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September 29, 2008

Don’t Celebrate Yet: Many Problems Remain Even With the ‘Deal’


Before the cheers go up for a so-called “Deal reached for Wall Street Bailout” as reported by several sources, here are some sobering reminders.


  • The housing market is overbuilt.
  • A lot of bad loans were made.
  • Consumers have too much debt.
  • The United States has too much debt.
  • Some banks are operating on the edge.
  • Some businesses may not be able to make payroll.
  • Some more people will lose their jobs.
  • The public deserves a lot of answers.


The ripple effect of the success of the “deal” will not be known for years. Just as the 1989 government bailout of the savings-and loan industry took about five years to help stabilize the markets.


In contrast to the potentially disastrous ripple effect down from Wall Street to Main Street if nothing had been done, the success of the “deal” will depend on the ripple effect up from Main Street back to Wall Street.


When businesses are able to make payroll without any more layoffs, and they are able to borrow money for short-term cash flow needs, and their business is picking up when consumers can afford to spend again, and people are buying houses again, then maybe we can take a deep breath.


We do know that there will be some economic pain at all levels while the entire free market system tries to recalibrate itself. But in order for the economic recovery to last, consumers and the federal government have got to stop spending beyond their means.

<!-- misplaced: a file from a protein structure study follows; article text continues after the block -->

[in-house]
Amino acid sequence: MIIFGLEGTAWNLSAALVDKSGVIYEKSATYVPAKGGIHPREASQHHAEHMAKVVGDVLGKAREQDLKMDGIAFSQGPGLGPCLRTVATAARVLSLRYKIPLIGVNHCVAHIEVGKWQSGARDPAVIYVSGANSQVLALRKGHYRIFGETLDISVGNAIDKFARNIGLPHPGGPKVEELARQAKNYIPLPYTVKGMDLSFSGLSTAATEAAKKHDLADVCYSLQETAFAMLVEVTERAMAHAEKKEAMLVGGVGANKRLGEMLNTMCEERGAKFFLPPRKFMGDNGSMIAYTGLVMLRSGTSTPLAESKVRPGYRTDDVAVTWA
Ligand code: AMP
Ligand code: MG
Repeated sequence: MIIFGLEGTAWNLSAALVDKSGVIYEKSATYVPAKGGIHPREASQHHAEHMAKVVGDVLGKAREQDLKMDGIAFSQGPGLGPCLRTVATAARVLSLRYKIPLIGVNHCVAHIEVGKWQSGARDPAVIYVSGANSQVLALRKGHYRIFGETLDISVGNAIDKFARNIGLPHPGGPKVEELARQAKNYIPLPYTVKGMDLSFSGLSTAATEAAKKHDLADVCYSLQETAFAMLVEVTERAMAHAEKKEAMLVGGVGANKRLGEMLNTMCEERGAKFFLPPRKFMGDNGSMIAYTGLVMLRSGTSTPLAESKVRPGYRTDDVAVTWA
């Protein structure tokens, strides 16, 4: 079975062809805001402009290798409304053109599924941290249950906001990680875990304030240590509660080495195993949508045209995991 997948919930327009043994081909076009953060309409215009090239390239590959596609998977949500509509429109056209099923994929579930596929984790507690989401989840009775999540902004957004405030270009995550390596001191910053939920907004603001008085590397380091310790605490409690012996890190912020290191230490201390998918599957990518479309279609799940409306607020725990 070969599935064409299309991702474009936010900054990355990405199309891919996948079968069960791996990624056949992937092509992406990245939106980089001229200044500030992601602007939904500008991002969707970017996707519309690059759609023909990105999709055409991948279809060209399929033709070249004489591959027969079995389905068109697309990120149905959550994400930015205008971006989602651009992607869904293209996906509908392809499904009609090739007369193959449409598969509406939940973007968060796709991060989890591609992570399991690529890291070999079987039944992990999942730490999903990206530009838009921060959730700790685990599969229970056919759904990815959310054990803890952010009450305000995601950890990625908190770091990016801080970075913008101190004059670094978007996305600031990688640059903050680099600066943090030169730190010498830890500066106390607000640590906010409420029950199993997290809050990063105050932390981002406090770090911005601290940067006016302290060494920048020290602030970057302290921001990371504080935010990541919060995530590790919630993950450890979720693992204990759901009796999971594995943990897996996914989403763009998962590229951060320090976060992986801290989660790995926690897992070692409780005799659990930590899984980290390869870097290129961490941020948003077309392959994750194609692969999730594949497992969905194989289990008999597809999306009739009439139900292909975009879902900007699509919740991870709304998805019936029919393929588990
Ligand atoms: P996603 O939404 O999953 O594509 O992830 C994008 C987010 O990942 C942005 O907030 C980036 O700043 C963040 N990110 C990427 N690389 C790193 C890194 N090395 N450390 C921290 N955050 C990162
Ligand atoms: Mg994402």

Raising taxes and then offering some watered down stimulus checks to people will not help sustain the recovery process. In fact, it would make things worse. Let people keep their money in the first place, and they will decide when and how to spend it.


The biggest issue that must be addressed is failed accountability by Congress, some CEOs and some boards of directors. I am less concerned about CEO compensation than I am about CEO performance and board accountability to its shareholders. And now with the “deal”, those companies and their boards who choose to participate are also accountable to the taxpayers.


An even bigger concern is Congress’s failed accountability with the oversight tools they already have. Before we rush to give them another sledge hammer on businesses, we need to know why they allowed Fannie Mae and Freddie Mac to implode before the administration had to step in.


After all, Fannie Mae and Freddie Mac is where the ripple effect started to unravel. Buying pre-packaged bad loans with “lipstick” was not just greed. It was also dishonest on the part of the sellers and the buyers.


The public deserves a lot of answers before we can celebrate.


© 2008 North Star Writers Group. May not be republished without permission.


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